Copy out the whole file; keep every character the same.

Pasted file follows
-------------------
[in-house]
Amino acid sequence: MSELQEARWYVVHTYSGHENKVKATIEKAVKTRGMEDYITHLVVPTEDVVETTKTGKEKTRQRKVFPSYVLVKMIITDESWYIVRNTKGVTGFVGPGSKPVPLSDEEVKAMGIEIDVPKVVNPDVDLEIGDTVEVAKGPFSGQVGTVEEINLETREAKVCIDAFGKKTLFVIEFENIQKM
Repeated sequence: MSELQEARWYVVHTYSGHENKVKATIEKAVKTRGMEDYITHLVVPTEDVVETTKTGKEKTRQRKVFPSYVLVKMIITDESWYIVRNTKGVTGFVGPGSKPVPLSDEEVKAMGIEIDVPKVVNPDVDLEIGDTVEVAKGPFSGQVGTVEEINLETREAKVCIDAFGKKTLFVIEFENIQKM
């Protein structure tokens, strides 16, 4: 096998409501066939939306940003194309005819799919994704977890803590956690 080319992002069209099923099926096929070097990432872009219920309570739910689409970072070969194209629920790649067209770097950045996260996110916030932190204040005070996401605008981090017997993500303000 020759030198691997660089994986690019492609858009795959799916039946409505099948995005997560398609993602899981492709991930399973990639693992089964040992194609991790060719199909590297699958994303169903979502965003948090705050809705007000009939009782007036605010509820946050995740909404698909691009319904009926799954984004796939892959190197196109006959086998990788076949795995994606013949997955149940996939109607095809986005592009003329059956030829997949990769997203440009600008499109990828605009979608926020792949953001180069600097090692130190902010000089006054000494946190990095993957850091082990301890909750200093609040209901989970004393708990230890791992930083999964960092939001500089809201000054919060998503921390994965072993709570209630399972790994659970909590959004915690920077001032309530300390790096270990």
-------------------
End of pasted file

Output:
[in-house]
Amino acid sequence: MSELQEARWYVVHTYSGHENKVKATIEKAVKTRGMEDYITHLVVPTEDVVETTKTGKEKTRQRKVFPSYVLVKMIITDESWYIVRNTKGVTGFVGPGSKPVPLSDEEVKAMGIEIDVPKVVNPDVDLEIGDTVEVAKGPFSGQVGTVEEINLETREAKVCIDAFGKKTLFVIEFENIQKM
Repeated sequence: MSELQEARWYVVHTYSGHENKVKATIEKAVKTRGMEDYITHLVVPTEDVVETTKTGKEKTRQRKVFPSYVLVKMIITDESWYIVRNTKGVTGFVGPGSKPVPLSDEEVKAMGIEIDVPKVVNPDVDLEIGDTVEVAKGPFSGQVGTVEEINLETREAKVCIDAFGKKTLFVIEFENIQKM
């Protein structure tokens, strides 16, 4: 096998409501066939939306940003194309005819799919994704977890803590956690 080319992002069209099923099926096929070097990432872009219920309570739910689409970072070969194209629920790649067209770097950045996260996110916030932190204040005070996401605008981090017997993500303000 020759030198691997660089994986690019492609858009795959799916039946409505099948995005997560398609993602899981492709991930399973990639693992089964040992194609991790060719199909590297699958994303169903979502965003948090705050809705007000009939009782007036605010509820946050995740909404698909691009319904009926799954984004796939892959190197196109006959086998990788076949795995994606013949997955149940996939109607095809986005592009003329059956030829997949990769997203440009600008499109990828605009979608926020792949953001180069600097090692130190902010000089006054000494946190990095993957850091082990301890909750200093609040209901989970004393708990230890791992930083999964960092939001500089809201000054919060998503921390994965072993709570209630399972790994659970909590959004915690920077001032309530300390790096270990």